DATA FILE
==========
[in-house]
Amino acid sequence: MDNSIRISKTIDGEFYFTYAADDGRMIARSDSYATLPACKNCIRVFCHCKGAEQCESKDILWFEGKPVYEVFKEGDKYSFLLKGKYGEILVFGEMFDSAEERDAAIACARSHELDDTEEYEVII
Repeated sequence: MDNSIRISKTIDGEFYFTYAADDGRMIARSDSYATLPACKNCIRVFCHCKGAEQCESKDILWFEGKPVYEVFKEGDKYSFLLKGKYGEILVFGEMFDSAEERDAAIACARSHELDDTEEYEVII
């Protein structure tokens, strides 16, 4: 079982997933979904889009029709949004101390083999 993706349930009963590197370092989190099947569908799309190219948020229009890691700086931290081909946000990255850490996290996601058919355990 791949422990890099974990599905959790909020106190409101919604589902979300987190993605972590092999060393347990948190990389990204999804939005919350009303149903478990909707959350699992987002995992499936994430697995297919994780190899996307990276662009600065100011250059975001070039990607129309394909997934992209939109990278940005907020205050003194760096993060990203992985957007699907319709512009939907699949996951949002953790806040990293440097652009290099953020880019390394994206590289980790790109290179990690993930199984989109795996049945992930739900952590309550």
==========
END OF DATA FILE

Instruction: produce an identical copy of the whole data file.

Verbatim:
[in-house]
Amino acid sequence: MDNSIRISKTIDGEFYFTYAADDGRMIARSDSYATLPACKNCIRVFCHCKGAEQCESKDILWFEGKPVYEVFKEGDKYSFLLKGKYGEILVFGEMFDSAEERDAAIACARSHELDDTEEYEVII
Repeated sequence: MDNSIRISKTIDGEFYFTYAADDGRMIARSDSYATLPACKNCIRVFCHCKGAEQCESKDILWFEGKPVYEVFKEGDKYSFLLKGKYGEILVFGEMFDSAEERDAAIACARSHELDDTEEYEVII
């Protein structure tokens, strides 16, 4: 079982997933979904889009029709949004101390083999 993706349930009963590197370092989190099947569908799309190219948020229009890691700086931290081909946000990255850490996290996601058919355990 791949422990890099974990599905959790909020106190409101919604589902979300987190993605972590092999060393347990948190990389990204999804939005919350009303149903478990909707959350699992987002995992499936994430697995297919994780190899996307990276662009600065100011250059975001070039990607129309394909997934992209939109990278940005907020205050003194760096993060990203992985957007699907319709512009939907699949996951949002953790806040990293440097652009290099953020880019390394994206590289980790790109290179990690993930199984989109795996049945992930739900952590309550």